I grew up in a Christian family in Beirut, Lebanon. When I was only nine years old, the civil war broke out which resulted in my having quite a different childhood in many ways.
My Dad was a tailor born and raised in Antiyoke, Turkey. At age sixteen he fled to Lebanon with his family, where he met my mother. But something significant happened before he met her. He met Jesus and became a born-again Christian. My mother, a kindergarten teacher, was already a born-again Christian.
After they married, God blessed them with four children. They loved and cared well for us. During the civil war they did everything loving parents could do to protect us children from bullets, bombs, and explosions that could have killed us. Though I was only ten, I remember one of many sleepless nights because of the shooting and heavy bombing. It went on all night.
During that sleepless night, my mother was thinking about how she would feed our family. She knew that there would be no available bread over the next few days. My Baba (Dad), as we call him, had already stood in one long line to get bread. He could only get one package, and no more, because the bread was gone. And with the bombing, he could not go anywhere, and even if he could, the prospect for bread was nil because there was no flour available for the bakeries.
My mother gathered the older two children, my brother and me, around her to pray. We knelt by the bed and prayed from our hearts asking God to provide bread for our family. Then my mother looked at my siblings and me and started telling us a story that she once read in a book of missionary stories. And as a teacher, she was a great story teller.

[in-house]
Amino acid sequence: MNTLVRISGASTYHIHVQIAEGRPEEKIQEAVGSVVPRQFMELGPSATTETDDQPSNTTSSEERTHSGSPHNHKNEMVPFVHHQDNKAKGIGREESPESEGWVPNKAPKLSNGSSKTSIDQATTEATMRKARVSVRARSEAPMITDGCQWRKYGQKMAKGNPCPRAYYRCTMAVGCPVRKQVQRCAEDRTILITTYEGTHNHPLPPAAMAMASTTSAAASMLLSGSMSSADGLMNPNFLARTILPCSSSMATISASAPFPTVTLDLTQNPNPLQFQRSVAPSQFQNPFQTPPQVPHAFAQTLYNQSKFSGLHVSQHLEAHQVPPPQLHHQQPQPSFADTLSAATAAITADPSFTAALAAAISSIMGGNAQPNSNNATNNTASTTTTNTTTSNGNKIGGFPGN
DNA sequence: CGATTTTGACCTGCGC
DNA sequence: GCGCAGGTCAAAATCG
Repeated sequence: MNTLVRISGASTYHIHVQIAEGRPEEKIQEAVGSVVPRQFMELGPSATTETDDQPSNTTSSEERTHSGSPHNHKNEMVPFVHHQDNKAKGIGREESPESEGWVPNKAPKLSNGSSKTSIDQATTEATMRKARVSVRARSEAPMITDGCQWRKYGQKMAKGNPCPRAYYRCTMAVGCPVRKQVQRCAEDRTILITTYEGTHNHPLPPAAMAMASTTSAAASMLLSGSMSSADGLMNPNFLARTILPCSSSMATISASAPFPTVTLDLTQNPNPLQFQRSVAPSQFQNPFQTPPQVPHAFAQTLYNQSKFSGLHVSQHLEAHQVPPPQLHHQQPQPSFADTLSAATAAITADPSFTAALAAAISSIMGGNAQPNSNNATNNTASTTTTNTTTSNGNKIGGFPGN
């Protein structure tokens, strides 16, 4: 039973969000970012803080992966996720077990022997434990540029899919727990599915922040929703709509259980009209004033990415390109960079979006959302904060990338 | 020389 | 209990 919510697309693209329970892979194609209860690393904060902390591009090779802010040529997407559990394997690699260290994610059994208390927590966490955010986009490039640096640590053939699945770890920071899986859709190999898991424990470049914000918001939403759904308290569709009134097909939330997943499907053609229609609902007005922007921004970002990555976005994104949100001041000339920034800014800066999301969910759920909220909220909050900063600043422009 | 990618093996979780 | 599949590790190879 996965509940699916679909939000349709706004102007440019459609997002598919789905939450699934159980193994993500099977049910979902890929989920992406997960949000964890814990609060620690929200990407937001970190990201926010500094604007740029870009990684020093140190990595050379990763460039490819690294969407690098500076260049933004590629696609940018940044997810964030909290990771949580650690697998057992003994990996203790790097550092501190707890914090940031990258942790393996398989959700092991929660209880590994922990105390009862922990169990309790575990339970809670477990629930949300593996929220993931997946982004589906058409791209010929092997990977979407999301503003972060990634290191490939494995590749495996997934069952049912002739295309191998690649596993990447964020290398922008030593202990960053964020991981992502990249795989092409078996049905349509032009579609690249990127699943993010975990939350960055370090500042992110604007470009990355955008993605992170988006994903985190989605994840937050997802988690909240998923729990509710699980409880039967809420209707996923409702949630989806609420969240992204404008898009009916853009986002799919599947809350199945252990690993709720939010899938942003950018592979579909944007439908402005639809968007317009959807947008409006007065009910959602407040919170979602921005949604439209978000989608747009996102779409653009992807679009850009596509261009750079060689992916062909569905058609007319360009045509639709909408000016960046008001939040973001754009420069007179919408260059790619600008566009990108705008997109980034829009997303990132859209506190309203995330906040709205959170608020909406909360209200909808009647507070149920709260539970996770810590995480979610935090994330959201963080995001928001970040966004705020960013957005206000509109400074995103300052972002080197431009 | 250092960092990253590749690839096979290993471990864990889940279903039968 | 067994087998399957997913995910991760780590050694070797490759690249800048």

She told us that the missionary family had no food, but they prayed and asked God to provide. Not long afterwards the missionary family found a basket full of food at the doorstep. Through a relative God sent them the food. The family praised God and thanked Him for His provision.
A few hours later the bombs started again, then stopped at lunch time for a couple hours. During that time when as we say in Lebanon not even a cat is on the street because of how dangerous it was to be out, we heard a man’s voice calling our family name: “The house of Kahaleh, anybody home?” My mother rushed outside to see our pastor under shelling coming down the stairs (where my parents still live) with loaves of bread in his arms. He looked at my mother and said: “I don’t know what brought me here, but it was clear that I needed to come to your home with some bread.” My mother didn’t hesitate and loudly told him: “I told Him (God) and He sent you to us.” Then she told our pastor what happened.
I thank God for my mother who was a good example for me and my siblings. Now that I am 47, I see much of her in me. She taught me how to know who I am in God’s eyes. She also taught me to never hesitate to talk about Him to my two girls. I share with them the answers to prayer and the blessings He gives.
Hoda and her husband Camille Melki live in the country of Lebanon. Together they founded the ministry Heart for Lebanon. Hoda and Camille have two daughters, May-Lee, age 22 and Amy, age 19.